Epitalon (Epithalamin) is a peptide studied and utilized for its anti-aging effects. It has been shown to be a potent anti-oxidant, comparable to melatonin, and may confer longevity benefits. Keep reading to learn more about Epitalon and its health effects.

Disclaimer: By writing this post, we are not recommending this drug. Some of our readers who were already taking the drug requested that we commission a post on it, and we are simply providing information that is available in the clinical and scientific literature.

What is Epitalon?

Epitalon is a synthetic peptide made of four amino acids (alanine, glutamic acid, aspartic acid, and glycine), that is based on a natural peptide called epithalamin extracted from the pineal gland. It was synthesized by Vladimir Khavinson, a Russian professor and gerontologist, whose research focused on the development of peptide preparations used to restore function in various organs in order to prevent and reverse the aging process. He is currently the Director of the Saint Petersburg Institute of Bioregulation and Gerontology.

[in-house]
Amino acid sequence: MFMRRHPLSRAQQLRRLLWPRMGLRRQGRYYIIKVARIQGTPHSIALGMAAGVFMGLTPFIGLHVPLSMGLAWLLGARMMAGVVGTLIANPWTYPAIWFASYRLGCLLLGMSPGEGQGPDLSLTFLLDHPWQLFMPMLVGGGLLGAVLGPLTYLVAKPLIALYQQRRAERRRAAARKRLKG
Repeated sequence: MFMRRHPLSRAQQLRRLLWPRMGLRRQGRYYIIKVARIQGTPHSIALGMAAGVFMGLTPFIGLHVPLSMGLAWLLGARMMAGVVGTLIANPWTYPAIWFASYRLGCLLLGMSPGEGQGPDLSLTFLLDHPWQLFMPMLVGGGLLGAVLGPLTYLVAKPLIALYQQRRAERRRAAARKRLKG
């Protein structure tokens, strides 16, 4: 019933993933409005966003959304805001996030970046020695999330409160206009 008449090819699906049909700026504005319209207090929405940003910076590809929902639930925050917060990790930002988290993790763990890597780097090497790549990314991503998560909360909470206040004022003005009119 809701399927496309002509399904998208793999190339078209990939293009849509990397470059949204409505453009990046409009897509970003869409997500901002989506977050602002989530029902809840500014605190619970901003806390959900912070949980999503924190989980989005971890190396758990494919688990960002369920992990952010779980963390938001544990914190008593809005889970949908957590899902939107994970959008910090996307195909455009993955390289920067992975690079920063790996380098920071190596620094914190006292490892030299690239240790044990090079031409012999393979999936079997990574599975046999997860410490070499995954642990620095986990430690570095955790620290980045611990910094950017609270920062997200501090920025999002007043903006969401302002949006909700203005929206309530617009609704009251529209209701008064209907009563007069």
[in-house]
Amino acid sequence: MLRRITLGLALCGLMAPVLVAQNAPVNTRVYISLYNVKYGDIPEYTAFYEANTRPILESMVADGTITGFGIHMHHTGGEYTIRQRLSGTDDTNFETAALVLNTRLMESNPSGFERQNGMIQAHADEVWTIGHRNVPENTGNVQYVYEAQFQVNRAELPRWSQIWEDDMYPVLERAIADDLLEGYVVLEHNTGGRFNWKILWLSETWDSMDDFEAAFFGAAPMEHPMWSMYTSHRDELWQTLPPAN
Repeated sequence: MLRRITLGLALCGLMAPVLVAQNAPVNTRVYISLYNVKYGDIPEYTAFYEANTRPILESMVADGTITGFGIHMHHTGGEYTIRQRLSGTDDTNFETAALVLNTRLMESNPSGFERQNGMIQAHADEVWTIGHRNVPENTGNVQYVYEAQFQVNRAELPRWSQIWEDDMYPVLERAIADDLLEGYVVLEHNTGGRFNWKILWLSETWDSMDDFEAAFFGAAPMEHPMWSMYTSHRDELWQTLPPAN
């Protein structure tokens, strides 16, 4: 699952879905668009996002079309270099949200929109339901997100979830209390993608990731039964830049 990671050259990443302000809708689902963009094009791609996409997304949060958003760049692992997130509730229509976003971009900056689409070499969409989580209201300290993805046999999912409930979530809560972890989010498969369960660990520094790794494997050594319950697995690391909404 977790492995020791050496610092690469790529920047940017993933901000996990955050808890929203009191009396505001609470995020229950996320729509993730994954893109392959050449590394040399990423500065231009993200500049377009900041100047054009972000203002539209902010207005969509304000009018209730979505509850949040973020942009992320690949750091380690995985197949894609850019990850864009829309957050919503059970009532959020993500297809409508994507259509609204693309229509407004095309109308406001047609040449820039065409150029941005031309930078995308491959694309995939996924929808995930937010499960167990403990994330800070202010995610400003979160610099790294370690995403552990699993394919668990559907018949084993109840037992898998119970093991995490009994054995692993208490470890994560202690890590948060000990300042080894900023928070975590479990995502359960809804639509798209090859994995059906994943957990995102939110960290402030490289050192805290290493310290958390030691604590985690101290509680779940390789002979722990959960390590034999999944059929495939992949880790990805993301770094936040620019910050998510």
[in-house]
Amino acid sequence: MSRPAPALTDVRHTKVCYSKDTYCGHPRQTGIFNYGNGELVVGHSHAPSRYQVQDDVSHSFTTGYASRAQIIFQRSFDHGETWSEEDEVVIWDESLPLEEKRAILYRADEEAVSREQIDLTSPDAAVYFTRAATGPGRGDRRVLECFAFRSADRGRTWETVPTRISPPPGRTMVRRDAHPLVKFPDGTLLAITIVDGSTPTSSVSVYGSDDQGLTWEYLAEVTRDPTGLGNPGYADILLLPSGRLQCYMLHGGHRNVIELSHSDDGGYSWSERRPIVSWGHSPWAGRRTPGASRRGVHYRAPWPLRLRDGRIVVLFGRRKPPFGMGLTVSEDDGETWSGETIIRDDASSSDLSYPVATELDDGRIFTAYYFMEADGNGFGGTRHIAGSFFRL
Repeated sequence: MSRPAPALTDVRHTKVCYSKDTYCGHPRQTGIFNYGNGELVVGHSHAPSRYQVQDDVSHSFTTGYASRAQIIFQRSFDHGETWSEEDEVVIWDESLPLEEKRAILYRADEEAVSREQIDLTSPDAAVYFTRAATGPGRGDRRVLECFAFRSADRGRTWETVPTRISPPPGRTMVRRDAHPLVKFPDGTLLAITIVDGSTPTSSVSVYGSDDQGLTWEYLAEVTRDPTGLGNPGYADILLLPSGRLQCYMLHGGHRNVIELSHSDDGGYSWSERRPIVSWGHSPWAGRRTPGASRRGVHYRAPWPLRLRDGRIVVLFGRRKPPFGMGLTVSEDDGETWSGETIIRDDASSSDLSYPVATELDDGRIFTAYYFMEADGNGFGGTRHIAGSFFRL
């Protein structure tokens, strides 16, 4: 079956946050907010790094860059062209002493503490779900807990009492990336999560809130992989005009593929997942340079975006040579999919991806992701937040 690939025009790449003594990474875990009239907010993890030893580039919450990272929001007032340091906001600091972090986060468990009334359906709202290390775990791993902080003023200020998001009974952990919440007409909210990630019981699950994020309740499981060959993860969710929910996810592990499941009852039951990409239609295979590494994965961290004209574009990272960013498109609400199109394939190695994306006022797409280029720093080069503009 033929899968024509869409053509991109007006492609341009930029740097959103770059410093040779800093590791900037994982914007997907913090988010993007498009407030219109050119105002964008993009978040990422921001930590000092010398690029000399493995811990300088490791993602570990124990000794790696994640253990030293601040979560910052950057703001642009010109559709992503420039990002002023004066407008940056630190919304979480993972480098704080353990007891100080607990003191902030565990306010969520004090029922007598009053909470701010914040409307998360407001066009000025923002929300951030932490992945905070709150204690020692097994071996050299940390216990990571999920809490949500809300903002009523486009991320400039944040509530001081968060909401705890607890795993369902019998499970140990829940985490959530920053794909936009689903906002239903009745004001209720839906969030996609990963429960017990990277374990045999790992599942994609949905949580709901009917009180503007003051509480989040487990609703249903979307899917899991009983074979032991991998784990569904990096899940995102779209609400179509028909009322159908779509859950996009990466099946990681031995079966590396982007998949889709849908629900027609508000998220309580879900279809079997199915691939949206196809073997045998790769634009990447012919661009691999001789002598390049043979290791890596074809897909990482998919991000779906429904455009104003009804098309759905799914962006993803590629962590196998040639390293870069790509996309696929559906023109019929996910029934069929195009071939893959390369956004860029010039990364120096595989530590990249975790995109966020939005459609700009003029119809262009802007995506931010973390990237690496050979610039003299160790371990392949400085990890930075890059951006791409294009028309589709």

Khavinson first extracted Epithalamin from the pineal gland of calves, however, due to the inherent limitations in production, he formulated a synthetic version of the peptide called Epitalon.

Epitalon is usually administered via intravenous or intramuscular injection or transdermally (through the skin), as peptides are broken down in the digestive tract and therefore unable to enter the bloodstream intact where they can exert their effects.

Most of the research has been conducted in animals, with a few clinical trials, and the results have been, in a word, promising.

What the Research Shows for Epitalon

1) May Increase Average and Maximal Lifespan

When the peptide was administered to fruit flies during the larval stage, it was shown to increase the average lifespan by 11-16 percent [1].

In a study on rats exposed to equal amounts of light and darkness, varying amounts of light and darkness, or permanent light illumination, Epitalon increased maximal lifespan in all three groups by 68 days, 95 days, and 24 days, respectively, in comparison to controls [2].